Ave Maria Meditations
St. Peter of Alcantara (1499-October18, 1562) was instrumental in the origin of one of the largest reforms of the OFM. Known for his extraordinary penance and poverty, his spiritual guidance was sought out by such lights of 16th century Spain, as St. Teresa of Jesus. His treatise on Mental Prayer is his most famous writing. The Alcantarines, which implemented his teachings in a reform of the OFM, had a great impact on the evangelization of the New World. And thus through them, this work came to have great influence in Catholic spirituality throughout the Americas.
“On this day, you shall enter upon the memory of your sins, and upon the knowledge of yourself, to see how many evil things you have done, and to see that you have nothing that is good save from God. For this consideration is the means of acquiring humility, the mother of all the virtues.
For this purpose you must first think of the multitude of the sins of your past life, especially of those committed in the days when you knew not God. For if you consider them well, you will find that they are more in number than the hairs of your head, and that you lived in that day like the Gentile who knows not God. Consider then, briefly, the Ten Commandments, and the Seven Deadly sins, and you will see that there are none into which you have not often fallen, in deed or word or thought. Let your mind, then, rest upon the Divine Blessings, and upon your past time, and consider how you have made use of them. For you have to give an account of all these before God. Tell me, then, how have you used the days of your childhood, your youth, your manhood, indeed all the days of your past life?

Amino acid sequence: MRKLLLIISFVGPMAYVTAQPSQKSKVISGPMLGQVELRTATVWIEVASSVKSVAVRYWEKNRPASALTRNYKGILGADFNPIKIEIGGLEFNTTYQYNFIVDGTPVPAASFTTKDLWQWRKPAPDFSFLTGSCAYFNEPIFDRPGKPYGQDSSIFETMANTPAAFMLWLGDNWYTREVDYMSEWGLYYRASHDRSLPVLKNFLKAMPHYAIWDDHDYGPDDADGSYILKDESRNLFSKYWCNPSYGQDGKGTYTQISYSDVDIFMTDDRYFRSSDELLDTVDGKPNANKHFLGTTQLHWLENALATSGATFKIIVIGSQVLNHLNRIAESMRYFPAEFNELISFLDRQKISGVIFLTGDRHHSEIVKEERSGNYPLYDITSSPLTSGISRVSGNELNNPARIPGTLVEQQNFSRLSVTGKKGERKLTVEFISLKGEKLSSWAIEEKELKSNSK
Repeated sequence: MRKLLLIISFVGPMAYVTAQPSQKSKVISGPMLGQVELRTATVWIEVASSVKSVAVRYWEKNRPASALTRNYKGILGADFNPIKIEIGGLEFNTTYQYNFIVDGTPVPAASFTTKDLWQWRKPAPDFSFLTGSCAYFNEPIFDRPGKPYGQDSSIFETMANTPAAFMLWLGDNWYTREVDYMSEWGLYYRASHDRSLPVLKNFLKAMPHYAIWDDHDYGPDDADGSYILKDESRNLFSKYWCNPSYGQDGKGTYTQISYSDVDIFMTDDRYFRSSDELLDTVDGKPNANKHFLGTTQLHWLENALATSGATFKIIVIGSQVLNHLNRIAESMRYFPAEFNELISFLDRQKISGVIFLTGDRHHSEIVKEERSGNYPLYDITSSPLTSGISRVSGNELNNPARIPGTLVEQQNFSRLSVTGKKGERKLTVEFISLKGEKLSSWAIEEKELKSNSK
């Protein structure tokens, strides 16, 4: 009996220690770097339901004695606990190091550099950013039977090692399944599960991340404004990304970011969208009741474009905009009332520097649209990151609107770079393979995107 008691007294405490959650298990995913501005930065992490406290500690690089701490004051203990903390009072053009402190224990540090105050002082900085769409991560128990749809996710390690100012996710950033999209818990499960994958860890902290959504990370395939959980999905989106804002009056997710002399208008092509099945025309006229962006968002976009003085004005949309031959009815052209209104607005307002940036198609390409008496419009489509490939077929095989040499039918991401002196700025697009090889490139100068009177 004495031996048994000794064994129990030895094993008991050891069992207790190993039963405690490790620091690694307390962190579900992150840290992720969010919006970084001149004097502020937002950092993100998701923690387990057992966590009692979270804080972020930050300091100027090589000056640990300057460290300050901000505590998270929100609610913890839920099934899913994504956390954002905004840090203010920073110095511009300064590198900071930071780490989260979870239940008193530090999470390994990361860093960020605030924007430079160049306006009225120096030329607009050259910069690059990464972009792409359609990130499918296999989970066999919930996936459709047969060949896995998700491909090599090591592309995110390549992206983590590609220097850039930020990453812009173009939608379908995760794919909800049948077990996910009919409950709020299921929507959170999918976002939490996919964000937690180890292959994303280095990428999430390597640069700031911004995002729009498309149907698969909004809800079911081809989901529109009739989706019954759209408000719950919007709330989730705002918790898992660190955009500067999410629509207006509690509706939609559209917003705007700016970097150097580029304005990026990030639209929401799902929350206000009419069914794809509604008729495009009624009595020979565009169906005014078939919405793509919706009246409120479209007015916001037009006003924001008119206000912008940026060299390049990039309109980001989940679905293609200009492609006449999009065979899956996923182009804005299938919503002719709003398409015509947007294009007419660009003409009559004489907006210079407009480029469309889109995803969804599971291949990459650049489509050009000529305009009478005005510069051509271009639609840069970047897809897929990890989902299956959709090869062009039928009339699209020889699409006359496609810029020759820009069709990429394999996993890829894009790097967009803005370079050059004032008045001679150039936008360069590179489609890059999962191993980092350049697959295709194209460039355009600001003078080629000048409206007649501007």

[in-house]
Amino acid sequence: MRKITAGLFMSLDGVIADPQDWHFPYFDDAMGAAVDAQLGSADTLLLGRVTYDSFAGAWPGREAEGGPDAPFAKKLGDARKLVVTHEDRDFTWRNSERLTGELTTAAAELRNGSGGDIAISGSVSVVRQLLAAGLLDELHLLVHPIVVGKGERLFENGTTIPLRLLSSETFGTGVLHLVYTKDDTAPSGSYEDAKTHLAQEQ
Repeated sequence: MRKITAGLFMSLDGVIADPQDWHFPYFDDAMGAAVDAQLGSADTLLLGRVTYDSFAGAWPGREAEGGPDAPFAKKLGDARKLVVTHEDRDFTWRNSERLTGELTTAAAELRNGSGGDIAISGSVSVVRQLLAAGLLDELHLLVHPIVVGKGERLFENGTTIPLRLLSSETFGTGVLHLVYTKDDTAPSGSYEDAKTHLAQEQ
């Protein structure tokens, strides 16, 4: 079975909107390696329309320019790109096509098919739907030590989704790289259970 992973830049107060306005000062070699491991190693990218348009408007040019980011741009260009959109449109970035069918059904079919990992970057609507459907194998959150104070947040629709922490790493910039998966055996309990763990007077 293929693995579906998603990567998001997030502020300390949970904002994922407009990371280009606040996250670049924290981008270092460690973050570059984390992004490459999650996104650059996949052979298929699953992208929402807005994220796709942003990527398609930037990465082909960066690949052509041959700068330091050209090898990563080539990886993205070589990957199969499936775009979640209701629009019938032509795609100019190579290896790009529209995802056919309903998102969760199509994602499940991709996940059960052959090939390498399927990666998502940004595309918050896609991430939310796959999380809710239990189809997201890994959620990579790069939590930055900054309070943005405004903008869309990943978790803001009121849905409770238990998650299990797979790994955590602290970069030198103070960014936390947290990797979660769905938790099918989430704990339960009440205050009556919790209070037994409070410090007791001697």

In what way did you use your bodily senses, and the powers of your soul, which God gave to you for the purpose of knowing and serving Him?
In what did you use your eyes, except in things of vanity?
In what did you use your ears, except to hear things of falsehood; in what your tongue, except in all manner of rash oaths and murmurings? and your taste and all your senses, except in sensual pleasures and flattery?
How have you profited by the Holy Sacraments, which God ordained for your assistance?
What thanksgivings have you made for all His benefits?
How have you responded to His inspirations?
How have you used your health and strength, your natural talents, your earthly goods, your opportunities and occasions for living well?
What care have you taken of your neighbor whom God commended to you, and what works of mercy towards him can you show?
Then what will you answer on that day of reckoning when God shall say unto you: “Give an account of your stewardship.”